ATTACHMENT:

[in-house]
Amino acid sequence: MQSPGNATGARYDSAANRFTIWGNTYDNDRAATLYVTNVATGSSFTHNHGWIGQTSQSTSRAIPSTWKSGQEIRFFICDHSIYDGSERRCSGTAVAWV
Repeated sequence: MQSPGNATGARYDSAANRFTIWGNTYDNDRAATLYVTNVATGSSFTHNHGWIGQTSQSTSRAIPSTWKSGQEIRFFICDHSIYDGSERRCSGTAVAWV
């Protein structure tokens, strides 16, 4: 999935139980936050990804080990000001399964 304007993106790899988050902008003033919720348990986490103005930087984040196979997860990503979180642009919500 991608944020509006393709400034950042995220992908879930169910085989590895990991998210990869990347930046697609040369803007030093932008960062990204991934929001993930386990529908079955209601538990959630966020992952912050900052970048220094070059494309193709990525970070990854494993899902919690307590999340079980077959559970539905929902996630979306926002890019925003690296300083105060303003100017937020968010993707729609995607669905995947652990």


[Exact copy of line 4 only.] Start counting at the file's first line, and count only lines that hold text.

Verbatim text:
């Protein structure tokens, strides 16, 4: 999935139980936050990804080990000001399964 304007993106790899988050902008003033919720348990986490103005930087984040196979997860990503979180642009919500 991608944020509006393709400034950042995220992908879930169910085989590895990991998210990869990347930046697609040369803007030093932008960062990204991934929001993930386990529908079955209601538990959630966020992952912050900052970048220094070059494309193709990525970070990854494993899902919690307590999340079980077959559970539905929902996630979306926002890019925003690296300083105060303003100017937020968010993707729609995607669905995947652990």